Comprising 200 works, the Royal Society of Painter-Printmakers Annual exhibition at the Burton Art Gallery and Museum showcases the full range of printmaking methods including traditional etching, lithography, wood engraving and mezzotints as well as the latest digital and photographic techniques, by members of the Royal Society of Painters-Printmakers.
One star of the show is painter and printmaker Merlyn Chesterman, who works from her studio in Hartland, North Devon. Much of Merlyn’s inspiration comes from taking advantage of her coastal setting in Hartland and working directly from the landscape, with its rugged, indented and folded rock formations, a starting point that lends itself ideally to woodblock printing.
The Royal Society of Painter-Etcher (RE) was founded in 1880. It was set up mainly in response to the Royal Academy’s disinclination to take printmaking seriously and also to distinguish the work of artists who made their own etchings and engravings (as opposed to the hundreds of practitioners who were superb craftsmen but who were creating reproductions of paintings.
Only original prints are shown by the society: works that have been conceived of as prints and made by the artist. The society changed its name to Royal Society of Painter-Printmakers in response to the welcome proliferation of other printmaking techniques, but it decided to keep the letters “RE” for the sake of tradition.
Members are elected on merit, first as associates and then earn their places as fellows. The purpose of the society is to show prints and educate the public. It is a registered charity and runs many courses and is involved in schools, local to its home at Bankside Gallery, London and art colleges around the UK. Membership is world-wide.
Former president of the Royal Society, Hilary Paynter, explains: “During discussions over the past few years with the Warren Collum, exhibition and collections officer at the Burton, we talked about the desirability of bringing a first class, mixed exhibition to Bideford. The annual exhibition includes the full range of printmaking methods including digital techniques. The artists are continually pushing the boundaries as well as preserving traditional art forms.”
Hilary Paynter lives in North Devon and her own prints are represented in the collections of the Ashmolean, Fitzwilliam and Victoria & Albert museums. Here she gives some top tips for would-be collectors: “The works that I would most like to take home? Barbara Rae’s Winter Almond screenprint, because the sun comes out when you look at it. Anne Desmet’s London Olympic Site, WWII Archaeology (wood engraving), because it is exquisite, fascinating and makes you want to go there and probe the area. Meg Dutton’s Through the Arches (etching & watercolour) lifts the spirits. Marianne Ferm Tat Kuang Si VII (etching) is a wonderful, powerful print, full of movement and noise (yes – noise! It is a waterfall). While Roger Harris’s Magic Flute (mezzotint) is another exquisite piece.”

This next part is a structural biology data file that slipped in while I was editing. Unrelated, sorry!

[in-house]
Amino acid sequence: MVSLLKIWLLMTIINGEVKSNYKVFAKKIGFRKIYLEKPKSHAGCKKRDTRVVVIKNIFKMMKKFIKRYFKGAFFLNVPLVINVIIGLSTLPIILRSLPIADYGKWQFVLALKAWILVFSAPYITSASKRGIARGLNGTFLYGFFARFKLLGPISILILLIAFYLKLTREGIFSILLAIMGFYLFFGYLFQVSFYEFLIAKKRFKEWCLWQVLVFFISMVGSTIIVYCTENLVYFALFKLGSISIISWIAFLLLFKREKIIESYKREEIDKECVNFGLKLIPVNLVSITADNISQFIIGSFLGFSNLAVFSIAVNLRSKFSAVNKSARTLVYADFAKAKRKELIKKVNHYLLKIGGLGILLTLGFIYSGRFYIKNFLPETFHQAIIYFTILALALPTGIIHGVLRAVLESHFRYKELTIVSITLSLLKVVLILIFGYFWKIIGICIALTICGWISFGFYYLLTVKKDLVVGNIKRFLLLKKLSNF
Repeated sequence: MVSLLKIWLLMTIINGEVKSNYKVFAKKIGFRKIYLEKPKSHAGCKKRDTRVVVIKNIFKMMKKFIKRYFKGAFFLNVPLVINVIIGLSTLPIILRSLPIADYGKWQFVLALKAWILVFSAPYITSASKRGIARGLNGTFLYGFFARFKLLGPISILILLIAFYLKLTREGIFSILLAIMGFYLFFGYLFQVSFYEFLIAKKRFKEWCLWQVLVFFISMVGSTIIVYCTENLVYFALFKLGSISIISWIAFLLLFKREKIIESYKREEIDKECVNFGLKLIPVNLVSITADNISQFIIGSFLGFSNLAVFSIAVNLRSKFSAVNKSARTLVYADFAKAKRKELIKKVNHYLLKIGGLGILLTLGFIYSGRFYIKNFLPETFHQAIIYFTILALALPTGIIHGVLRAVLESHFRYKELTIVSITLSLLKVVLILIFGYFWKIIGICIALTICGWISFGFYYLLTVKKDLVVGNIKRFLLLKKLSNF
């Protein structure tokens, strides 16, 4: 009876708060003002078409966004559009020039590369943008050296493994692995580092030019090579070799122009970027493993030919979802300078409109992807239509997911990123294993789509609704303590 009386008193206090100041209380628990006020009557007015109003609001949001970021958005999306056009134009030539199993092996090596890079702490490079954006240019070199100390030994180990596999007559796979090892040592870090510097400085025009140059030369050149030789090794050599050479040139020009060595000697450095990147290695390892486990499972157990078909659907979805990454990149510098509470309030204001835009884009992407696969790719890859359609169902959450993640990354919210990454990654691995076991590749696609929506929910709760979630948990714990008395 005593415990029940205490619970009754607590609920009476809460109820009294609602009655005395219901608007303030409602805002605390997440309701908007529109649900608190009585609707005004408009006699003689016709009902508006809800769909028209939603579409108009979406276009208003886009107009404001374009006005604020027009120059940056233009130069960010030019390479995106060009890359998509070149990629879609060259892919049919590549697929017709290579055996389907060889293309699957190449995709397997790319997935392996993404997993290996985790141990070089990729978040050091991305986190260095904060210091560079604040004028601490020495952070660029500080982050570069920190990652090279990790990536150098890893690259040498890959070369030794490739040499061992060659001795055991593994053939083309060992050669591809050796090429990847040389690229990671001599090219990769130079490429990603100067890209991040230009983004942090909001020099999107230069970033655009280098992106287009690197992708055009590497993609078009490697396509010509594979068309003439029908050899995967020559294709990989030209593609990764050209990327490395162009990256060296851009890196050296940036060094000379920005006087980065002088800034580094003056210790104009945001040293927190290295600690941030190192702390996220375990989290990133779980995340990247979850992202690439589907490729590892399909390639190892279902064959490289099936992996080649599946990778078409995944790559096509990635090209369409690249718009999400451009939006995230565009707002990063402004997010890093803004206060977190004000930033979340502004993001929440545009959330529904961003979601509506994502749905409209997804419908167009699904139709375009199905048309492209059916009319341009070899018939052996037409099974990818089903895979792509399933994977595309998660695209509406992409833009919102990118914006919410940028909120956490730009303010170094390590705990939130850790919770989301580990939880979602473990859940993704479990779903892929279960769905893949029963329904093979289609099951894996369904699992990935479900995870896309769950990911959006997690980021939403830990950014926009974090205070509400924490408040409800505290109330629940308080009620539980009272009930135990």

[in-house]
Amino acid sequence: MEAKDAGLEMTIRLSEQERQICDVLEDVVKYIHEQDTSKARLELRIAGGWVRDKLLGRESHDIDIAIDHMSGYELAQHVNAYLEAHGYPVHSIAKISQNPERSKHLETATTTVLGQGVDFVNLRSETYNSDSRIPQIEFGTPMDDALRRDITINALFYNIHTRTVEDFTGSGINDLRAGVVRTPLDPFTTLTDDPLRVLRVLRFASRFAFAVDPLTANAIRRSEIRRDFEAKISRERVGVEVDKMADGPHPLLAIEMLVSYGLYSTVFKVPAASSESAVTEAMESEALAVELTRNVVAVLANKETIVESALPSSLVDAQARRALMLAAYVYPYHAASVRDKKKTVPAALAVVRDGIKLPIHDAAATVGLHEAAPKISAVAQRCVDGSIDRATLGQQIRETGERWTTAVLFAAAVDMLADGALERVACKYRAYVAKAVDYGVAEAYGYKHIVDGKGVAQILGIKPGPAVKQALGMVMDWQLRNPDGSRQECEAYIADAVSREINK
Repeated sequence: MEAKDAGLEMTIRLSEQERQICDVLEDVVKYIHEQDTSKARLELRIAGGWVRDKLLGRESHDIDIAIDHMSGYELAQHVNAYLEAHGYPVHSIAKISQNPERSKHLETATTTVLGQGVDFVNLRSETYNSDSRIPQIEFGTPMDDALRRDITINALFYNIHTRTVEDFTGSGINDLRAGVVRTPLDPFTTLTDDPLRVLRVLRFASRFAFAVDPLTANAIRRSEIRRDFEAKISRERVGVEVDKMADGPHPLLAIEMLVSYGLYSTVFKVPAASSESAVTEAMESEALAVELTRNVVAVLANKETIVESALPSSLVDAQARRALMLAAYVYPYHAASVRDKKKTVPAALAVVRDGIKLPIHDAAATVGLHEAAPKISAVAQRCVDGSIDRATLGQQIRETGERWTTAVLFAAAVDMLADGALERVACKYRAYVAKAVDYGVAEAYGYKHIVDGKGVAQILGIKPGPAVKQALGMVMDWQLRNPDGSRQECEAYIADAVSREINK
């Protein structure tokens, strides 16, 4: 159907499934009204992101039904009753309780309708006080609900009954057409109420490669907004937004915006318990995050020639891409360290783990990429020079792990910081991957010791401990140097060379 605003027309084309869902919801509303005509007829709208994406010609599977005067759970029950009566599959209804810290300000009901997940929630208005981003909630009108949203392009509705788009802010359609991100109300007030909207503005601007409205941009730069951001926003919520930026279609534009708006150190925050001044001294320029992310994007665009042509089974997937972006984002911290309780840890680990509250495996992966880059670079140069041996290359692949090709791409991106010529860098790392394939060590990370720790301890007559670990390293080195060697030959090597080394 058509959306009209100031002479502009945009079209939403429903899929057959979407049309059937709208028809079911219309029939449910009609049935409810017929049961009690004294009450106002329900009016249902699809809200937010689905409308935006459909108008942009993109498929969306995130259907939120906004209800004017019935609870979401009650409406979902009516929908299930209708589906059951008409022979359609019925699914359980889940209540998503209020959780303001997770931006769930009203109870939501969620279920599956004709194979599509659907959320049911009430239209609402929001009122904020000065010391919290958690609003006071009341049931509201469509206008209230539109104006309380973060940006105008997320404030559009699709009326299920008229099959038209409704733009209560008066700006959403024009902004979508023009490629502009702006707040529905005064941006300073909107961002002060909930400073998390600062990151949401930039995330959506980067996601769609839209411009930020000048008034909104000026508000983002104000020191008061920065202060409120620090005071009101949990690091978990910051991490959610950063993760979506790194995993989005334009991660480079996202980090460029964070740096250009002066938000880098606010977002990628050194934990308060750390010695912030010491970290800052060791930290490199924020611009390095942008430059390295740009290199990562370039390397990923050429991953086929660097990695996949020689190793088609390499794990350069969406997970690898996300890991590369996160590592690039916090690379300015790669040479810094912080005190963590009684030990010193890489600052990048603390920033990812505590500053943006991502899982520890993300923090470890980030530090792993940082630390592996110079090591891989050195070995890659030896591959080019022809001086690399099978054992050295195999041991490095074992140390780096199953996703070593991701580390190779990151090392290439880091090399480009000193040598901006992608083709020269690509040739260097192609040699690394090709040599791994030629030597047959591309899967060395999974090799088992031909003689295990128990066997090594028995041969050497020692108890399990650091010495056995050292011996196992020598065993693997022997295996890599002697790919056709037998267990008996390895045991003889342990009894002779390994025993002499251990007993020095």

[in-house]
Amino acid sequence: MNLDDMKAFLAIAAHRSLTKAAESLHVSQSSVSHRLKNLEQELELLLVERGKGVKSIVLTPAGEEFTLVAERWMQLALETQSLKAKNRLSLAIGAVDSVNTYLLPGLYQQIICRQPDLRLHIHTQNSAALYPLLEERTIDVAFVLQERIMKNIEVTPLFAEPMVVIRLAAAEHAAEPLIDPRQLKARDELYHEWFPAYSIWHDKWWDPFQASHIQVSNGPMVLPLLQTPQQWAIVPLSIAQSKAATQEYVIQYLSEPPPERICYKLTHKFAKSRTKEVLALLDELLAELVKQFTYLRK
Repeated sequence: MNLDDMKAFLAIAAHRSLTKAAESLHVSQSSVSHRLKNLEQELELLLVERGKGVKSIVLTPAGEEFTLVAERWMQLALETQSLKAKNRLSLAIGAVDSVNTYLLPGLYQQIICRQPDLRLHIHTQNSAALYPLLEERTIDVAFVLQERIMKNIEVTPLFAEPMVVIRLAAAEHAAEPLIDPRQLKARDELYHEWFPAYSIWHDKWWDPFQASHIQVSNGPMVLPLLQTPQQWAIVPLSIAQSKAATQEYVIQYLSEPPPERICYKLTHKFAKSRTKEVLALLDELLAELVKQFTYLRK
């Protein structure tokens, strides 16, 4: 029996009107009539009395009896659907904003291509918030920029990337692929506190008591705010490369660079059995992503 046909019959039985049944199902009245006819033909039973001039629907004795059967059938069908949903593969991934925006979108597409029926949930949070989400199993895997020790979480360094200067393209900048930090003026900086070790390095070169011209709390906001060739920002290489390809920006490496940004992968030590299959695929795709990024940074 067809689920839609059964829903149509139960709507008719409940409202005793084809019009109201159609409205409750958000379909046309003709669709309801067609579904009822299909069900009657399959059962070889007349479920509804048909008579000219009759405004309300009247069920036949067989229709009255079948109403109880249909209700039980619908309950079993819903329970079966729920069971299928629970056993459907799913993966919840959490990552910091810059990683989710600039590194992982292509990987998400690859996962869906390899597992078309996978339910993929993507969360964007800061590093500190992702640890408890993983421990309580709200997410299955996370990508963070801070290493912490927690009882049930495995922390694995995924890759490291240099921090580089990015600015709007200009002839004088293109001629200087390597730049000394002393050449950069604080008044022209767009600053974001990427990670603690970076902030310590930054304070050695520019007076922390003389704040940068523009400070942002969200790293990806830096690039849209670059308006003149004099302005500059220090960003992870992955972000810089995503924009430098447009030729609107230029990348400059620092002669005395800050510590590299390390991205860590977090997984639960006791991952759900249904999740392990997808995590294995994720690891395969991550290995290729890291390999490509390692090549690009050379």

Councillor David Lausen says: “The beauty of the Burton Art Gallery and Museum is that it is an open, inclusive gallery where you can enjoy the art for what it is without feeling that you have to be a collector or an expert. This is an uplifting exhibition from high profile artists working nationally and locally. The different types of printmaking technique are fascinating in their own right.”
• Royal Society of Painter-Printmakers Annual Exhibition 2011 is at Burton Art Gallery and Museum from June 18 to July 25
(image: Barbara Rae RA Hon RE, Winter Almonds, screenprint.)
Talk and Tour
June 18, 2pm, Free
Explore this exhibition in an informal atmosphere with the president of the Royal Society, Hilary Paynter.
Prints without a Press with Ursula Leach
July 2, 10am-4pm, £30
Suitable for beginners and the more experienced, this workshop is open to all who are interested in exploring printmaking and/or landscape. Using line and colour on polystyrene or cardboard plates, participants will develop artworks through quick and easy processes. Ursula Leach makes paintings and prints responding to the chalk landscape of Cranborne Chase. She won the Intaglio Printmaking Prize in 2009 and has works in the collections of Ashmolean Museum and The Curwen Archive.
Wood Engraving with Kate Dicker
July 9, 10am-4pm, £30
Wood engraving is a relief printmaking method using end-grain wood blocks and is created using tools capable of giving multi-textured marks and delicate grey tones with contrasting blacks and whites. This workshop will introduce: handling the qualities of the tools, help prepare images that can be abstract or representational, and show how to transfer an image to the wood block. Kate Dicker is an elected member of The Royal Society of Painter-Printmakers and The Society of Wood Engraving. She has exhibited widely and has extensive experience teaching wood engraving across the South of England.
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